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Lessons from Hawaii’s clean energy transformation for transportation

Past and future? A red sports car and an EV drove up to a beach. Credit: Shutterstock / Theodore Trimmer

After a decade-long concerted effort, Hawaii has managed to more than double the amount of electricity the state generates from clean power, boosting it from 9 percent in 2010 to around 25 percent this year, according to a recent report. That’s a major achievement and will help Hawaii reach its first-in-the-nation goal of powering 100 percent of the islands’ electricity needs with solar and wind by 2045.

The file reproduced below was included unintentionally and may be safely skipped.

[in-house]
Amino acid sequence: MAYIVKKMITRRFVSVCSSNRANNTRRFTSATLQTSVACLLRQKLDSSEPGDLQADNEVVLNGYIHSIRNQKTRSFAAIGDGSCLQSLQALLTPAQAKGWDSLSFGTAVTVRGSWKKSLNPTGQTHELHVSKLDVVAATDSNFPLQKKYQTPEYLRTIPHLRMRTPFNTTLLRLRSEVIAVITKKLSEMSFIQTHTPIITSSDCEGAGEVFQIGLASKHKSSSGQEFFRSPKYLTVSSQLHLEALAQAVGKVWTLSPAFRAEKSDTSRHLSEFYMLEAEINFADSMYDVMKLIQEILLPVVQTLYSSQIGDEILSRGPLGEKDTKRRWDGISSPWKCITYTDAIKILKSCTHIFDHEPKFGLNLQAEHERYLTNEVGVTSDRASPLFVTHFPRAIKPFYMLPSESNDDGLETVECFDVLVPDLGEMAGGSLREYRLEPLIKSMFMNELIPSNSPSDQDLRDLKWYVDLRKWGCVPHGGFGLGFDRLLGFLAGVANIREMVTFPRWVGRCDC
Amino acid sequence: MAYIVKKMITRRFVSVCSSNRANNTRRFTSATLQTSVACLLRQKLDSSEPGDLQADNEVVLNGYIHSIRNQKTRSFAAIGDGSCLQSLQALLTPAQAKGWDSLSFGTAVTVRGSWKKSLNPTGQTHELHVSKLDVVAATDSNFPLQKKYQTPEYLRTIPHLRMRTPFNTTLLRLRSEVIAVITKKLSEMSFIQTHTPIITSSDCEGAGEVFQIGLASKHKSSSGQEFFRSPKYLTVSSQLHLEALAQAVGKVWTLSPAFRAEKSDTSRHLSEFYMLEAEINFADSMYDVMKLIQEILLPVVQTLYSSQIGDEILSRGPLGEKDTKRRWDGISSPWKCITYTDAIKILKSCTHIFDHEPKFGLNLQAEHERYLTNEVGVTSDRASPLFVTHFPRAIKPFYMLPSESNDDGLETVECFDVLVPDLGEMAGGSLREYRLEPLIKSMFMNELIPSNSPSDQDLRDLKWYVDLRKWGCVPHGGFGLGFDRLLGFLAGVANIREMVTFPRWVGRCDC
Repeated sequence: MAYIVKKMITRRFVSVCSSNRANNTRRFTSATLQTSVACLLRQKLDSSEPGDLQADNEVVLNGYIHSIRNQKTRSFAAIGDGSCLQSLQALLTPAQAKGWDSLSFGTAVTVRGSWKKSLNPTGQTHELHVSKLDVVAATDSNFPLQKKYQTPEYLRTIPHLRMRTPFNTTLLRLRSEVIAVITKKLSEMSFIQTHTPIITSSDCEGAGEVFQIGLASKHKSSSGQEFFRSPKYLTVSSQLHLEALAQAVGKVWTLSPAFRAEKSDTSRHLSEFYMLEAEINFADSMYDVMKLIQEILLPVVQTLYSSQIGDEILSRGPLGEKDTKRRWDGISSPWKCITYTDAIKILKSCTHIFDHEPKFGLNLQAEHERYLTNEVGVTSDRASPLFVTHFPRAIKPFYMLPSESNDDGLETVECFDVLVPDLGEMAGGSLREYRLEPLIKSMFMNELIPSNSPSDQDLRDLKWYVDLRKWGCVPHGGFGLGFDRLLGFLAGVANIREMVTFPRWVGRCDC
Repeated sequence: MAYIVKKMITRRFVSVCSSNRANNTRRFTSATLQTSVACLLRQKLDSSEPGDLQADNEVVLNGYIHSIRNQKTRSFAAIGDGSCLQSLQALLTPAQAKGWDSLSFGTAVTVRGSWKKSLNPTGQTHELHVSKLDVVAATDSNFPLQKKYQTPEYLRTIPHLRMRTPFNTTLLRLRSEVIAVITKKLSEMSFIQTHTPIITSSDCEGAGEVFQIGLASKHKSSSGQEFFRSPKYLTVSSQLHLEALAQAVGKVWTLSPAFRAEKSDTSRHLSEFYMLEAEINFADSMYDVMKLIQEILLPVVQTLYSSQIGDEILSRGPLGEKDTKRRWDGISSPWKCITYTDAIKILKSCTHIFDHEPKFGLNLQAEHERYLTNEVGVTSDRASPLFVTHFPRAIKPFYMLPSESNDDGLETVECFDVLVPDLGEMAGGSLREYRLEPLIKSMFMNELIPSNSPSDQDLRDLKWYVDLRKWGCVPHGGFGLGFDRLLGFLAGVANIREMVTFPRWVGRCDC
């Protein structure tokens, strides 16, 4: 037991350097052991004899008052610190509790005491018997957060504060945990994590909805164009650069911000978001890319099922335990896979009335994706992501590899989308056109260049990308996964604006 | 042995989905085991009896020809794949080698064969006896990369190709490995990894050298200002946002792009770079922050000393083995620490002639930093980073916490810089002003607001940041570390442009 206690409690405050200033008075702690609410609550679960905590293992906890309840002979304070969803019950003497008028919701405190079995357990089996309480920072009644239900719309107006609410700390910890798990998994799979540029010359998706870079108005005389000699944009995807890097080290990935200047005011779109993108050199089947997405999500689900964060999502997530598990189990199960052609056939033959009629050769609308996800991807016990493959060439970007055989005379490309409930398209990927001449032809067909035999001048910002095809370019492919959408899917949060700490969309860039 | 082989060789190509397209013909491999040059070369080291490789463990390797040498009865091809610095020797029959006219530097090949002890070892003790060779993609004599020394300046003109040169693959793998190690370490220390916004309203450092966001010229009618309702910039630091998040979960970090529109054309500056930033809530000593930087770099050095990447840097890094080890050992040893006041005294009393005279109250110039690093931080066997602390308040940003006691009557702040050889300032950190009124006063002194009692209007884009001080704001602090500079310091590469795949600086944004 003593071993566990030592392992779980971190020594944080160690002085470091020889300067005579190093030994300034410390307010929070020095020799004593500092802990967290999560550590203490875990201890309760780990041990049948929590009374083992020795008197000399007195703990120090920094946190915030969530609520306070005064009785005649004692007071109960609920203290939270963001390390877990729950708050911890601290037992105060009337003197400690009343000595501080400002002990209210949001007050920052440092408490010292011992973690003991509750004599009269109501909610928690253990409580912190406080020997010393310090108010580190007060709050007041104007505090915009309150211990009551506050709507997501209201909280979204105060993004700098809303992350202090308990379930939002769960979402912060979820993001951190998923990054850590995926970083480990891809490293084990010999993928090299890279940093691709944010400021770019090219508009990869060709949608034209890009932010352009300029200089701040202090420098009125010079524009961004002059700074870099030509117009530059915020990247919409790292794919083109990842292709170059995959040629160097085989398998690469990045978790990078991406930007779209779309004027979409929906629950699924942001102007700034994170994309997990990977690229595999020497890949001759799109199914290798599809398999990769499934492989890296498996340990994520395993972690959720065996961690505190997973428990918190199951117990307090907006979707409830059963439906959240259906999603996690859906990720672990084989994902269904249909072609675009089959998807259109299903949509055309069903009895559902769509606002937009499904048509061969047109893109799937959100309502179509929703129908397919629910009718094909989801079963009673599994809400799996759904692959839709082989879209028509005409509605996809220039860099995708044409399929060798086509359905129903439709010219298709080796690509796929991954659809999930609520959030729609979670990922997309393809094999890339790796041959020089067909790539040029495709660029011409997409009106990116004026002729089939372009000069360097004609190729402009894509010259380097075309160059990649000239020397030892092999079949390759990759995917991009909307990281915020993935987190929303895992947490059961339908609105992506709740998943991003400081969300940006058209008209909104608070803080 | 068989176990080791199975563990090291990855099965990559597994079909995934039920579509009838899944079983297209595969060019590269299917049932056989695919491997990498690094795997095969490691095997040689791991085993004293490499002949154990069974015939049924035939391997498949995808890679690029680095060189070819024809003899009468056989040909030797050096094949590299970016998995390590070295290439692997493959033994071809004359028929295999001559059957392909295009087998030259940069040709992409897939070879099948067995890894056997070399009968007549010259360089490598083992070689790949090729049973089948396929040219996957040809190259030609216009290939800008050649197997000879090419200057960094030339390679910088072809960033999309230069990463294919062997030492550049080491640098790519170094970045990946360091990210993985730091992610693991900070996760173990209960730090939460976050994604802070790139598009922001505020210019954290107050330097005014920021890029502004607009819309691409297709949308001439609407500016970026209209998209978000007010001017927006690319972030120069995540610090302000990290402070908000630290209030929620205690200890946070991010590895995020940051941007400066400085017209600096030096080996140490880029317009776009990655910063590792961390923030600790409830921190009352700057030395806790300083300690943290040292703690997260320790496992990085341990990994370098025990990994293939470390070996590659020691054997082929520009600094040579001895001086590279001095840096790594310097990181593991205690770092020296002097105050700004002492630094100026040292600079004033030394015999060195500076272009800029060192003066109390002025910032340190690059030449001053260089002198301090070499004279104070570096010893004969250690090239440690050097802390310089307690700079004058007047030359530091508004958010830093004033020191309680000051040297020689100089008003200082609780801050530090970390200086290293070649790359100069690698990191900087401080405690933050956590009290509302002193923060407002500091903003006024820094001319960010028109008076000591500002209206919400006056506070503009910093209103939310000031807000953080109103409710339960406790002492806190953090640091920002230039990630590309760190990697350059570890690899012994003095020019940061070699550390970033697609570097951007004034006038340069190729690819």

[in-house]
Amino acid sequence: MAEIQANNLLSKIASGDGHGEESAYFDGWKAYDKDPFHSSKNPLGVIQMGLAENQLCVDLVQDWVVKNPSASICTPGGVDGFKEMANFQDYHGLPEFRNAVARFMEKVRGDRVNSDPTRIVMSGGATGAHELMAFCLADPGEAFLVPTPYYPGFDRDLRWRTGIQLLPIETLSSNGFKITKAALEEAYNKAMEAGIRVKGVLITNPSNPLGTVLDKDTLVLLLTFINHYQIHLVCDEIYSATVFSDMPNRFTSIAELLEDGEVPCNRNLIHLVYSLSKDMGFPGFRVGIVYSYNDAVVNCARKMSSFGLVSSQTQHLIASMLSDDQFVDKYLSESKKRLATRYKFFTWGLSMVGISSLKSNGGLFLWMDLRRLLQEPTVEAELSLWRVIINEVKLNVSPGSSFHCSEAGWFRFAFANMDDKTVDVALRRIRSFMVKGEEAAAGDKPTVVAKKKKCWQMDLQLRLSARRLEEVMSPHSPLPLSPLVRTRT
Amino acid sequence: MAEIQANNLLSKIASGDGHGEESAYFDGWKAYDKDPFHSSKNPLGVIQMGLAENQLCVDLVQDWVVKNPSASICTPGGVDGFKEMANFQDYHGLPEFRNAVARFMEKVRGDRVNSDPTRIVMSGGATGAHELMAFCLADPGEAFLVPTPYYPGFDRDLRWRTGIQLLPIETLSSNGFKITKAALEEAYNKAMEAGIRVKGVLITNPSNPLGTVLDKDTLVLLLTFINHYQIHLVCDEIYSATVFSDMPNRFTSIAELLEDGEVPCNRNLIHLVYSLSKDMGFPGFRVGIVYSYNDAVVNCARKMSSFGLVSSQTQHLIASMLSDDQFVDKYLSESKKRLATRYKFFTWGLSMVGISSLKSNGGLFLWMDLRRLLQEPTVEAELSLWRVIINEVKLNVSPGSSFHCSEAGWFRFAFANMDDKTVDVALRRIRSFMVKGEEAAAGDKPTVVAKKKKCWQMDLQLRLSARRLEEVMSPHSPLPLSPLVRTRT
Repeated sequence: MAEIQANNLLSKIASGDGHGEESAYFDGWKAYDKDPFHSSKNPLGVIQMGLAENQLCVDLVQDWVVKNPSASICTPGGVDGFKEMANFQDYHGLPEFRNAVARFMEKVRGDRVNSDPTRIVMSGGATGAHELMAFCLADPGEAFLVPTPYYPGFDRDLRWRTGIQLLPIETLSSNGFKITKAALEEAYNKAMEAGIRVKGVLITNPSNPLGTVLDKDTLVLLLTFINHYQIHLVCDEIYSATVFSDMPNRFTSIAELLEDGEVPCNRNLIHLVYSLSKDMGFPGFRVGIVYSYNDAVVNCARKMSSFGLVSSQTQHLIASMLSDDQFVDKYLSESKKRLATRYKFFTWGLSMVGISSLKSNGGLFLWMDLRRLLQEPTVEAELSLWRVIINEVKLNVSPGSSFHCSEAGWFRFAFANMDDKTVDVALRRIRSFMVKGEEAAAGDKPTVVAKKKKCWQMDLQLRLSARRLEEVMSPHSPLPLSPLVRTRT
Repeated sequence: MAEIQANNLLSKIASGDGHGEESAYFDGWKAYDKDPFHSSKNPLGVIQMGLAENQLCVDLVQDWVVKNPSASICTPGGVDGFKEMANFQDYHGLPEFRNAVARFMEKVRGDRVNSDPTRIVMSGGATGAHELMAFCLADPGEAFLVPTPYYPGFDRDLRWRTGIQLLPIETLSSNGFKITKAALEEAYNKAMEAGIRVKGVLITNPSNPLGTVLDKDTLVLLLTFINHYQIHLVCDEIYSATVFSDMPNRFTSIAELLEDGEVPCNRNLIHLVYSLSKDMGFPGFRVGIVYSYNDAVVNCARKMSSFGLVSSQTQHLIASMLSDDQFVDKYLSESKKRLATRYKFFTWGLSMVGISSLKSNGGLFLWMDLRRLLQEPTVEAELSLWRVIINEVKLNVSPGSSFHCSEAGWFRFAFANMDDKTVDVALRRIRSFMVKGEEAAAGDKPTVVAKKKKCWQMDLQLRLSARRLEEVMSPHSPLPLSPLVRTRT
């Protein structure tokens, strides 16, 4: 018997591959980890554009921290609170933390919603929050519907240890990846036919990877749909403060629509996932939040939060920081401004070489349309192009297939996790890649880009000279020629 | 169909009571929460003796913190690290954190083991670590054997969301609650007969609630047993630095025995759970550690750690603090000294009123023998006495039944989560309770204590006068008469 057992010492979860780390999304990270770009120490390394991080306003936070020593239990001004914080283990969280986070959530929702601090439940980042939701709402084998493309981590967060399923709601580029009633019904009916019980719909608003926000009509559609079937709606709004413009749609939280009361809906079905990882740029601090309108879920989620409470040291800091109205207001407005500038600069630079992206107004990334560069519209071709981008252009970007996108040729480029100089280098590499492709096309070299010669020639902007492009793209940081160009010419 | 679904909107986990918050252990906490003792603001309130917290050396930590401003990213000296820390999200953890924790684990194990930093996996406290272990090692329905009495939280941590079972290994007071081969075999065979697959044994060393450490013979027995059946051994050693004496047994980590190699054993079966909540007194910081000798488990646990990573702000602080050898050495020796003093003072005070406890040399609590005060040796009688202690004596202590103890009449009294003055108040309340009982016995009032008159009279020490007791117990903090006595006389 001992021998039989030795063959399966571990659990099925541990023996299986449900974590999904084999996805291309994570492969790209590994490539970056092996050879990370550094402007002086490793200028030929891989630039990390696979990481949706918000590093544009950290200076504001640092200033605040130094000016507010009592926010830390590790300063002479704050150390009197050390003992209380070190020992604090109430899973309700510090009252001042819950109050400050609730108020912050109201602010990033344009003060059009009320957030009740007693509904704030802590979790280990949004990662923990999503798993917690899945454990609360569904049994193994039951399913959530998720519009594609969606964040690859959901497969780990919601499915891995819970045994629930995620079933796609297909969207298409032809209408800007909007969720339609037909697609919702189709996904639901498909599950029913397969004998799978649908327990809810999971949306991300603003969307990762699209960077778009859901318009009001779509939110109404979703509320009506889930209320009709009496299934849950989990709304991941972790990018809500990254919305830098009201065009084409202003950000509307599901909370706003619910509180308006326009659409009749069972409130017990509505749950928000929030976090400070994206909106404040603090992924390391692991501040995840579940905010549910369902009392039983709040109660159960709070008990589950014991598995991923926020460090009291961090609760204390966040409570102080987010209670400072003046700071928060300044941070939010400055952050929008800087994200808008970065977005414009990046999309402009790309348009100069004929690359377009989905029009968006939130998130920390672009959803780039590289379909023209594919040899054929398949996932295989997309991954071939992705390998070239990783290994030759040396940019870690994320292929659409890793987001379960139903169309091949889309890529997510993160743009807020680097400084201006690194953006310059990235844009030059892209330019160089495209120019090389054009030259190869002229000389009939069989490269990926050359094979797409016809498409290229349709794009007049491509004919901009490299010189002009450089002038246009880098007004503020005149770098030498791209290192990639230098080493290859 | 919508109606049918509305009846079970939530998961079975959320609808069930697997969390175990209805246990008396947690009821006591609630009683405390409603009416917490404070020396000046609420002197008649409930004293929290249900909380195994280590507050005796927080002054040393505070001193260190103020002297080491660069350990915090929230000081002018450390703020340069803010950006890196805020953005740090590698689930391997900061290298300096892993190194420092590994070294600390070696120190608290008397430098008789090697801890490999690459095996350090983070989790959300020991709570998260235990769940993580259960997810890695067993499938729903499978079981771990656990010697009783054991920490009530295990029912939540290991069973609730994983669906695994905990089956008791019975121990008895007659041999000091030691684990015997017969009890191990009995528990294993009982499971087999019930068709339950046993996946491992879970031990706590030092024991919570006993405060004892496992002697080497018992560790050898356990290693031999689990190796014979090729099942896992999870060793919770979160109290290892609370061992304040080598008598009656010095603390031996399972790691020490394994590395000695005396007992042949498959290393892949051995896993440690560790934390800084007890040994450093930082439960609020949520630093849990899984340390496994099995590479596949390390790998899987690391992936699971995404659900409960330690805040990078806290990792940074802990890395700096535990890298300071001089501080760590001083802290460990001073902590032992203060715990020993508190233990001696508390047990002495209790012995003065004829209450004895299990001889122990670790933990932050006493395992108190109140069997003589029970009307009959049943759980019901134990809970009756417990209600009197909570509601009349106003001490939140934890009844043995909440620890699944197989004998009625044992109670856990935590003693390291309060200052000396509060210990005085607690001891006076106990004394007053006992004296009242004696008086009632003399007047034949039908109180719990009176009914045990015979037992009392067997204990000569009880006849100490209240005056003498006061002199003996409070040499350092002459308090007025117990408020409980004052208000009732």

Roberts Hawaii — which operates close to 900 vehicles including tour buses, hotel shuttles and school buses in Hawaii — is not yet purchasing electric vehicles for its fleet. However, it has a pilot project with the state of Hawaii and the Honolulu airport to test out vehicles that use batteries, natural gas and hydrogen fuel cells.

The Director of Transportation for the National Resources Defense Council, Amanda Eaken, pointed to the electricity industry’s tight control of supply and demand as a possible tool for making transportation cleaner.

Read the full article here.

By Katie Fehrenbacher for GreenBiz

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